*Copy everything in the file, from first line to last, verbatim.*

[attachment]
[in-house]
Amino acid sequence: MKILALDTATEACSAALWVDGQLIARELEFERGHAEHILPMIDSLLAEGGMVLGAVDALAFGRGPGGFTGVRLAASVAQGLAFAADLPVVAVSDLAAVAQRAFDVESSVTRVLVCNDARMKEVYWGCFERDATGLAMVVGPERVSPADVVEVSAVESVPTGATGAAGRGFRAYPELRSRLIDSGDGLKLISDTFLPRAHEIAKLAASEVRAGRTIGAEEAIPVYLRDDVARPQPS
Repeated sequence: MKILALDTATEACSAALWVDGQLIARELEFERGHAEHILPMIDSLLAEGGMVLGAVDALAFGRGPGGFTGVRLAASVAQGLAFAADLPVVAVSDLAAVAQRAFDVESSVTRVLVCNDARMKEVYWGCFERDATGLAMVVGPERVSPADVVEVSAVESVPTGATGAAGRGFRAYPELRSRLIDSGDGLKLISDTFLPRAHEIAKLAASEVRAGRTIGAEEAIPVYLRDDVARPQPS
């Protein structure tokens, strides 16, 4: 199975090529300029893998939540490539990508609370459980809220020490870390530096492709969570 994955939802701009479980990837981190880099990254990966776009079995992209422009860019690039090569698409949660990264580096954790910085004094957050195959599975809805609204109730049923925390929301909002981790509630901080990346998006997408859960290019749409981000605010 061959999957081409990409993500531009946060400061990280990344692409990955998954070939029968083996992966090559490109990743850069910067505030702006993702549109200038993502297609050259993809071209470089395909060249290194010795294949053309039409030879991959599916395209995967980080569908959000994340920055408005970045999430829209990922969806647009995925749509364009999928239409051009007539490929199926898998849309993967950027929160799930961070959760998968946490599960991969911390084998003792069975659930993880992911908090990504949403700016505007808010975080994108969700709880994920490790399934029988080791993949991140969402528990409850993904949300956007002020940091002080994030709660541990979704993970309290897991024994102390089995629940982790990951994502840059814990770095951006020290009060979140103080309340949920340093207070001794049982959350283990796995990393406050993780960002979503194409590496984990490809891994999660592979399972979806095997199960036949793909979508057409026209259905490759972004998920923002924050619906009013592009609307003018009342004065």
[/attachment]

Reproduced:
[in-house]
Amino acid sequence: MKILALDTATEACSAALWVDGQLIARELEFERGHAEHILPMIDSLLAEGGMVLGAVDALAFGRGPGGFTGVRLAASVAQGLAFAADLPVVAVSDLAAVAQRAFDVESSVTRVLVCNDARMKEVYWGCFERDATGLAMVVGPERVSPADVVEVSAVESVPTGATGAAGRGFRAYPELRSRLIDSGDGLKLISDTFLPRAHEIAKLAASEVRAGRTIGAEEAIPVYLRDDVARPQPS
Repeated sequence: MKILALDTATEACSAALWVDGQLIARELEFERGHAEHILPMIDSLLAEGGMVLGAVDALAFGRGPGGFTGVRLAASVAQGLAFAADLPVVAVSDLAAVAQRAFDVESSVTRVLVCNDARMKEVYWGCFERDATGLAMVVGPERVSPADVVEVSAVESVPTGATGAAGRGFRAYPELRSRLIDSGDGLKLISDTFLPRAHEIAKLAASEVRAGRTIGAEEAIPVYLRDDVARPQPS
């Protein structure tokens, strides 16, 4: 199975090529300029893998939540490539990508609370459980809220020490870390530096492709969570 994955939802701009479980990837981190880099990254990966776009079995992209422009860019690039090569698409949660990264580096954790910085004094957050195959599975809805609204109730049923925390929301909002981790509630901080990346998006997408859960290019749409981000605010 061959999957081409990409993500531009946060400061990280990344692409990955998954070939029968083996992966090559490109990743850069910067505030702006993702549109200038993502297609050259993809071209470089395909060249290194010795294949053309039409030879991959599916395209995967980080569908959000994340920055408005970045999430829209990922969806647009995925749509364009999928239409051009007539490929199926898998849309993967950027929160799930961070959760998968946490599960991969911390084998003792069975659930993880992911908090990504949403700016505007808010975080994108969700709880994920490790399934029988080791993949991140969402528990409850993904949300956007002020940091002080994030709660541990979704993970309290897991024994102390089995629940982790990951994502840059814990770095951006020290009060979140103080309340949920340093207070001794049982959350283990796995990393406050993780960002979503194409590496984990490809891994999660592979399972979806095997199960036949793909979508057409026209259905490759972004998920923002924050619906009013592009609307003018009342004065």